Mark seems unconcerned about the reason for Jesus’ baptism. “That Jesus was baptized is a historical certainty; the church would never have created such a story. After all, why would Jesus go for baptism by a preacher who called for repentance and forgiveness of sin?” (Preaching the Word, Year A, Craddock, Hayes, Holladay & Tucker, Trinity Press International, Harrisburg, Pennsylvania, 1992, page 82).
On the other hand, Matthew makes three clear statements about why Jesus was baptized. First, Jesus went to the Jordan deliberately “to be baptized” by John (Matthew 3:13). It was an intentional act. He was not caught up in John’s preaching or the movement that developed around John.
Second, John recognized that Jesus did not fit the image of those coming in repentance, seeking forgiveness. Somehow, Jesus transcended John’s baptism and that is made clear when Matthew points out that John would have prevented Jesus from coming to him to be baptized when he questions Jesus: “I need to be baptized by you, and do you come to me?” (Matthew 3:14).
And third, Jesus responds to John by saying, “Let it be so now; for it is proper for us in this way to fulfill all righteousness” (Matthew 3:15). It is as though Jesus is saying, “It is what God wills.” And so it becomes an act of fidelity to the commands of God (Matthew 5:20) (Op.cit.).
What becomes important for Matthew is the focus not on Jesus but upon what God announced at his baptism. We began this week with the Epiphany and the sign that drew the Magi to Bethlehem at the birth of Jesus.
Matthew, Mark and Luke all attest that Jesus’ baptism was also an epiphany – a sign of divine revelation. “The heavens were opened, a sign associated with divine revelation (Matthew 3:16; Ezekiel 1:1); the Holy Spirit descended upon Jesus empowering him for the ministry before him (Matthew 3:16; 4:17); and the voice from heaven declared, “This is my Son, the Beloved, with whom I am well pleased” (Matthew 3:17; Psalm 2:7; Isaiah 42:1)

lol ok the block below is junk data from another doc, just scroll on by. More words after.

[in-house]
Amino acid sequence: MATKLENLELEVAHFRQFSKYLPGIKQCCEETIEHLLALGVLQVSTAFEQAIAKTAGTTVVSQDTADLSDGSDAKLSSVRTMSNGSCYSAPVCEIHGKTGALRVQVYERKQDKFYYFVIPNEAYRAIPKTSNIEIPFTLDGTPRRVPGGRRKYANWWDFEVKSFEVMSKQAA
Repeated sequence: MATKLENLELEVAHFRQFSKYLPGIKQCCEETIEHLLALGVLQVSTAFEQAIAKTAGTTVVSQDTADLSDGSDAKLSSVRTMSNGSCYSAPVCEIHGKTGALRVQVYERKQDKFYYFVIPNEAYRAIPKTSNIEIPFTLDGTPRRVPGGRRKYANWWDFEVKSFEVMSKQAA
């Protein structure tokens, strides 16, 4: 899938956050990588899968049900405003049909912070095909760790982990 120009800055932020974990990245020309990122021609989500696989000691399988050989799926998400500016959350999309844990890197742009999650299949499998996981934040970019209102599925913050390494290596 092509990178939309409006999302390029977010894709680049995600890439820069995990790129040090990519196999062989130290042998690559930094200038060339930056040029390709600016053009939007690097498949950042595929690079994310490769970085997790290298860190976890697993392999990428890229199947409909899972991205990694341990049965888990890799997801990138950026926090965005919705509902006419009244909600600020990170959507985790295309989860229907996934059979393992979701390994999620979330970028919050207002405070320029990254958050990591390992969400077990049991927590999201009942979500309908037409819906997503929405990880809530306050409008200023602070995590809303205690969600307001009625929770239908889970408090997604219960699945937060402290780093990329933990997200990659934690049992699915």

So for Matthew, it is not the baptism that he is most concerned about but the proclamation that followed. Matthew had earlier offered the birth of Jesus as a statement that Jesus is the Son of God (Matthew 1:18-25).
For Matthew the proclamation was not to Jesus but to those who were present at the river that day. It was a public announcement. On the one hand, the voice from heaven joins Psalm 2:7 and Isaiah 42:1 together. For the psalmist the announcement is a coronation proclamation that Jesus is sovereign and for Matthew the words of the prophet Isaiah affirms that Jesus is God’s suffering servant.
Having said all of this, Matthew is clear that John recognized Jesus as someone greater than himself. Moments before Jesus appeared before him at the river, John declared to the Pharisees, Sadduccees and others who were coming to him to be baptized: “I baptize you with water for repentance but one more powerful than I is coming after me . . . he will baptize you with the Holy Spirit and fire ” (Matthew 3:11).
Jesus’ teaching and his life were never separated from his identity as God’s “beloved Son” (Matthew 3:17). Neither were they separated from the life he shared with his beloved disciples.
I would say to you that our in baptism we were each called out by the voice of God’s love. We were baptized not only with water, but with the Spirit. “This is what makes [our] work for the kingdom [of God] possible” (“Reflections on the Lectionary,” Mihee Kim-Kort, Christian Century, January 1, 2020, page 19). As the church, as the body of Christ, we are God’s beloved, called to a life of service in the world.
Let us pray: God of life and new life, you are indeed splendid and strong! Your voice thunders above the sound of loud waters. You sit enthroned above the floods of life. As Jesus heard you speak to him in his baptism, so we have heard you calling us your beloved at our baptism and for that we give you thanks in his name. Ke mahalo nei mākou iā ʻoe. Amen.